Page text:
Wanting to experience more of Russia than just Moscow, it was time to choose a second Russian city to explore during the same trip. Russia is the largest country in the world by area, and since St. Petersburg is close to Moscow, the decision was easy.
NOTE: This post is Part 2 of 2 of my Russia 2018 adventure. Click here to see Part 1: Moscow.
Formerly known as Petrograd. Formerly known as Leningrad. This former capital and playground of the Czars has changed names more than Liza Minnelli has changed husbands. As we would come to find out, St. Petersburg couldn’t be more different from Moscow in almost every way.
The trip from Moscow to St. Petersburg is easily made via regular air and train service linking the two cities. We had opted for the high-speed Sapsan train, which makes the journey from city center to city center in just about three hours.
The Sapsan is fast, comfortable, and on par with the other fully developed European high-speed intercity rail systems like the French TGV or German ICE trains.
Russia’s “second city,” St. Petersburg, was built three centuries ago — which is recent, compared with most cities in Russia. Emperor Peter the Great imagined a luxurious playground for the ruling elite, a true window to Europe.
Architecturally, St. Petersburg looks much different than Moscow. Moscow is modern with tall buildings, wide streets, and huge sidewalks. I believe we heard St. Petersburg has some sort of height limitation rules for structures. The city consists of many canals, bridges, narrow roads, few sidewalks, and the aforementioned short buildings.
As far as looks go, think: Venice or Amsterdam. As far as comparison analogies, I would feel comfortable saying to someone that St. Petersburg is to Moscow as San Francisco is to New York City.
Summer in St. Petersburg means incredible white nights. The sun never sets over the canals and cafes, and this cultural capital explodes with life. There’s a festival of boats on the river, fireworks and concerts.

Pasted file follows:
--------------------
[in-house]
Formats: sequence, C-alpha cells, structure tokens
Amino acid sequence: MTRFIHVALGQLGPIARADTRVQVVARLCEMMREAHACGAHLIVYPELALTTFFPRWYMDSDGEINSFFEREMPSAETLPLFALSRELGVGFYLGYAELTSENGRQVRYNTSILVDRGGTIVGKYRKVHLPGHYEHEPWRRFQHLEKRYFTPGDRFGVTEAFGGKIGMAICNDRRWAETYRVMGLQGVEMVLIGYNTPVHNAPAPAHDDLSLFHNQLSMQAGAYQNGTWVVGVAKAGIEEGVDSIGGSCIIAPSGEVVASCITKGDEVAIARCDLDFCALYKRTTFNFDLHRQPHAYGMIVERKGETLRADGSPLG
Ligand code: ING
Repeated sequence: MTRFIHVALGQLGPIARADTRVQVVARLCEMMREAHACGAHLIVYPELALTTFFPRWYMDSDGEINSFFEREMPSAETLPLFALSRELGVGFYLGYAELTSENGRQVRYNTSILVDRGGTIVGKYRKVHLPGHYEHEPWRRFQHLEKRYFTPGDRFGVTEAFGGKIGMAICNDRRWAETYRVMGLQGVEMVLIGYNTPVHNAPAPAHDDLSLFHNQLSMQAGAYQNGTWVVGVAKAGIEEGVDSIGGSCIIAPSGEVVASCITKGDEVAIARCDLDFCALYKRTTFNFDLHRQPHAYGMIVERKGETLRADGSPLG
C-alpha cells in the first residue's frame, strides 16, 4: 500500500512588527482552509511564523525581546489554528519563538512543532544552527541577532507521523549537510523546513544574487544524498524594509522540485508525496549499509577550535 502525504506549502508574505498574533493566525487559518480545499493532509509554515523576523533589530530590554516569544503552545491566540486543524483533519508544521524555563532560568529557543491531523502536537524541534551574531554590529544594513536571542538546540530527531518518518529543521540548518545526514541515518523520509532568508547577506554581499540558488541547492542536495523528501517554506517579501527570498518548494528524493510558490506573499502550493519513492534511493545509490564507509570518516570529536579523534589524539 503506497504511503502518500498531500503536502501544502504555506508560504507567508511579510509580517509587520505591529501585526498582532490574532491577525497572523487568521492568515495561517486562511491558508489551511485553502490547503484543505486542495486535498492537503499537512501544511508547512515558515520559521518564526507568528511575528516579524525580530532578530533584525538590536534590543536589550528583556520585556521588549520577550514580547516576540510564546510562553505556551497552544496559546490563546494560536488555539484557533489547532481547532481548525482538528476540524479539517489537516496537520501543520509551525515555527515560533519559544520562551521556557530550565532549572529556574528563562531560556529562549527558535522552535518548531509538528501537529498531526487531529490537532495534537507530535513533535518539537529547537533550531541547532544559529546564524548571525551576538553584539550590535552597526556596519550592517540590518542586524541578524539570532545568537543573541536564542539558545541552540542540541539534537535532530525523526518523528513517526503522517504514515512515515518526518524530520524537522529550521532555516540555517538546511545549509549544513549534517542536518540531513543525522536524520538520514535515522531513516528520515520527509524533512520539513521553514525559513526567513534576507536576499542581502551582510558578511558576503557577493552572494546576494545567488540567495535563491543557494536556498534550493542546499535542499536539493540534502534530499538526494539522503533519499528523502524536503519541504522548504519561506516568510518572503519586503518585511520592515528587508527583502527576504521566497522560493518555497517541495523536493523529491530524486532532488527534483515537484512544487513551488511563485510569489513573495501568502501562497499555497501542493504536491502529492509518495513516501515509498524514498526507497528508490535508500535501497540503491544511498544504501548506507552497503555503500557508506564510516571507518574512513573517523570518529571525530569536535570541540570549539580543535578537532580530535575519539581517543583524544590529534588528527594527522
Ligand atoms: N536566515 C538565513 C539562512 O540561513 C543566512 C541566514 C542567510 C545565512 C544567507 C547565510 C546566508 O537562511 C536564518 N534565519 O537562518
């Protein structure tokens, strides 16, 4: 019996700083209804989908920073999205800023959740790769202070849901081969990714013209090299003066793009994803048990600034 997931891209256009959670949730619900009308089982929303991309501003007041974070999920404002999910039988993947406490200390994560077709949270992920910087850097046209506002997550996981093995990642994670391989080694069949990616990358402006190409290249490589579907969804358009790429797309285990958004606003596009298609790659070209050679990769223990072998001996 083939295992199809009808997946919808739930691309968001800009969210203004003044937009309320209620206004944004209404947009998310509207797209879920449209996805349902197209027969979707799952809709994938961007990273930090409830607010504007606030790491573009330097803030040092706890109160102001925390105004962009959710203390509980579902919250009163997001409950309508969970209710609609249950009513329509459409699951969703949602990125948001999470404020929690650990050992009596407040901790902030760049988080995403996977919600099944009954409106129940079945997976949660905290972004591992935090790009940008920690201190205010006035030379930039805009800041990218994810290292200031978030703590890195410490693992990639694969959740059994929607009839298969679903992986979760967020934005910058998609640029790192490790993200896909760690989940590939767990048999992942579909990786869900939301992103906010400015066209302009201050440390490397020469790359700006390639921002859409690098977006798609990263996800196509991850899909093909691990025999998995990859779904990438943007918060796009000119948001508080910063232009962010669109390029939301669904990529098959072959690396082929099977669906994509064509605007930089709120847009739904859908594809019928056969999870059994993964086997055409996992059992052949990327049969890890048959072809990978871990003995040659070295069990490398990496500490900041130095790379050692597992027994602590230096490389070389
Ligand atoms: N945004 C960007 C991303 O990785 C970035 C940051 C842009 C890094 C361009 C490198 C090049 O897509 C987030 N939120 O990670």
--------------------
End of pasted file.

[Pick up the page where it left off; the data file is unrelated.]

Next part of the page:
It was a beautiful summer day in this northern climate city. St. Petersburg is much further north than many realize. It sits entirely above the whole Unite Kingdom, further north than Stockholm, Sweden and parallel to Helsinki, Finland.
Our tour guide says that on average, St. Petersburg gets between 62 and 64 “sunny” days per year (out of 365). We were lucky enough to get three of them in a row.
St. Petersburg is also the cultural capital of Russia with the Hermitage, home of the second largest art collection in the world next to the Lourve in Paris. It’s socially more liberal as far as GLBT lifestyle acceptance, although the bar on this one for Russia as a whole is quite low.
The Hermitage was created in 1764 as the private collection of Empress Catherine the Great. She commanded Russian ambassadors around the world to purchase the best pieces of art they could find. Through their work, she grew her collection, which went on public display (to the “respectable set”) in 1852.
A simple one-day road trip outside of St. Petersburg brings you to Peterhof Palace, home of the palaces and summer hot spots of the Czars and other important figures of the former U.S.S.R.
The Peterhof Palace and grounds were constructed to Peter the Great’s specifications and are referred to as the Versailles of Russia. It took over 1,000 volunteers and military engineers to return the palace to its former grandeur after its partial destruction by the Germans in World War II.
That’s about it. You can read my review of Moscow here. That’s both of the largest Russian cities knocked off the list. My travels going forward likely won’t take me back to the Russian Federation. Rather, I look forward to visiting many of the former Soviet Republics like Ukraine, the Baltic States, and the -Stans.
Enjoy the full gallery of St. Petersburg pictures below!